Tori: I agree wholeheartedly. While the first two installments were decidedly more emotional and darker, this one was lighter; in both the storyline and the characterization. Olivia and Nate were fun-as individuals and as a couple. I loved their “Which would you…” game. They had wonderful dynamics and dialogue. Olivia’s inner rants were hilarious and Nate’s cocky bad boy attitude was acceptable because you could see from the beginning he cared for Olivia. I admit I had some problems with Nate’s fears concerning attachment and commitment. It was unbelievable for me. I’ve always been vocal that pining for someone for 10 years is a bit ridiculous. I had a problem with Joss for the same reasons. The past can shape your life but when it takes it over, I find it hard to believe you can’t move on. I did enjoy how Nate and Olivia react to one another once they decide to carry out Olivia’s plan. Their chemistry almost made my e reader combust. There is a good balance between the physical and emotional. Speaking of Joss, is it just me or is she getting more irritating? lol
Mandi: First Nate – I had a hard time believing he would be SO caught up in a dead past love, especially when it took place when he was so young. Maybe I just needed more about that story to make it stick. I can see Nate a player, but not so forlorn over the past relationship.
Tori: Yes, perhaps if we had seen that relationship, it would have been easier to buy into Nate’s reasons. As it was, I didn’t see Nate pining for anyone. It felt like an excuse.
Mandi: Now Joss – I’m so not a fan of Joss. I guess I liked her in book one but man she is prickly. I’ll give credit to the author – she sure writes her consistently. But if she wasn’t in anymore books I’d be fine with that. Speaking of supporting characters, I just love the group Nate and Olivia hang out with. Cam, Jo, Braden, Joss *mutters*, and it looks like we get Hannah’s book next. I like that this author continues the story of her previous characters and that we get to see the hero and heroine hang out with friends, not just with each other. It feels more like a full, well rounded story.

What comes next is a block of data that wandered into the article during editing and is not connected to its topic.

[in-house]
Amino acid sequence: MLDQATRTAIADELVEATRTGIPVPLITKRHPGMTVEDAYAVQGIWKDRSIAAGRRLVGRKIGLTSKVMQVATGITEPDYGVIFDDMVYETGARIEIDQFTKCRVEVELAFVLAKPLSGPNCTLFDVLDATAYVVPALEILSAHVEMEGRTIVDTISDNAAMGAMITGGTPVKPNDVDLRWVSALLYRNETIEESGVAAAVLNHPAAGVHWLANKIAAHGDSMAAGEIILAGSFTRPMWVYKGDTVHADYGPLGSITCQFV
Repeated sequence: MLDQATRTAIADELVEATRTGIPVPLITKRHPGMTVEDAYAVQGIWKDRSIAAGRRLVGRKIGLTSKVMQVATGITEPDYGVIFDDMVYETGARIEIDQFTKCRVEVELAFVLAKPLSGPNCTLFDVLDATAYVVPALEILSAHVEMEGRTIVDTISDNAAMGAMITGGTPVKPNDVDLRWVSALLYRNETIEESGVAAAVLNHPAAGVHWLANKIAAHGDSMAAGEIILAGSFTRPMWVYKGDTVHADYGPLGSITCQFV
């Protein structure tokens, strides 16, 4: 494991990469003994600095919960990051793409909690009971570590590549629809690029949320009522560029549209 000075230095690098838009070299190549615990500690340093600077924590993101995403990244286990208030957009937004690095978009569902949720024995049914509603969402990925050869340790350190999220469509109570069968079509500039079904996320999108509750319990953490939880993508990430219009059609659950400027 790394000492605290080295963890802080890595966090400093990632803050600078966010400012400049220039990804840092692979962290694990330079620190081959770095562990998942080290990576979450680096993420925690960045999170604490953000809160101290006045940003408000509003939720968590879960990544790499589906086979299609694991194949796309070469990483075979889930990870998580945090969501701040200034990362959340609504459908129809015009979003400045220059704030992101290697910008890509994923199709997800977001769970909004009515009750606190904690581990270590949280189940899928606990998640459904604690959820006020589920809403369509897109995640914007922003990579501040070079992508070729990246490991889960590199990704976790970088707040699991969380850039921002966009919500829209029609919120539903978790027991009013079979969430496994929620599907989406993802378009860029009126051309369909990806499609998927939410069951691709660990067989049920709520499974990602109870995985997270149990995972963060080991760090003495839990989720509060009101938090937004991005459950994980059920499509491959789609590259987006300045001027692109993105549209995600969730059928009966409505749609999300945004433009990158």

Tori: I don’t mind prickly but Joss has always felt like a bit of drama queen to me. As in, “Let me make it all about ME…” But yes, kudos to Young for making her constantly irritating. :P Seeing a strong presence of previous characters adds a nice flow to the arc. We aren’t left wondering what everyone else is up to. I really liked that Olivia and Nate had such supporting parents. Olivia’s dad and both of Nate’s parents maintained a strong presence in their lives which helped to guide them over the hurdles they encountered in their relationship. I am looking forward to Alex and E’s wedding and of course, Hannah’s story. Poor Hannah. lol She will have a rough time falling in love with all the protective males in her future. Also looking forward to Cole’s story. Who IS his mysterious friend and why can’t they be together?
Let’s talk about the lurrrrvvveee scenes. Woo wee. Nate may not have being in a relationship down pat but he certainly has the physical parts well covered. I enjoyed watching him learn right along with Olivia. Some of their scenes left me feeling a bit… flushed.
Mandi: Yes, the love scenes are so intense in this one. For as laid back and flirty as Nate is, he is one sexy beast. I love how he builds up Olivia’s confidence in the bedroom. I really, really wish we had gotten his point of view in this book. I needed to be in his head at times, and I was disappointed that we miss that. I feel as though only having Olivia’s point of view didn’t work for me as well as in the previous books.
Overall, I think this is a sexy book and Samantha Young continues to write well done contemporary romance.
Tori: Agree. This book wasn’t just Olivia finding her groove, but also Nate making peace with the past and moving forward. I too would have like his POV. It felt a little unbalanced as though one main character was mute. I too would have loved being in his head, especially after his penis head moment.
Samantha Young’s winning streak continues with Before Jamaica Lane and I look forward to reading more from her. Her enchanting couples and delicious romances make her books an auto buy for this reader.
Tori’s Favorite Quotes: "Don’t hide from me." He bent his head to whisper over my lips. "Ever."
" I like him, but I sound like Rain Man every time I try to talk to him." Nate made a choking noise in the back of his throat. "Are you laughing?" He cleared it and answered shakily, "Never." He was so laughing.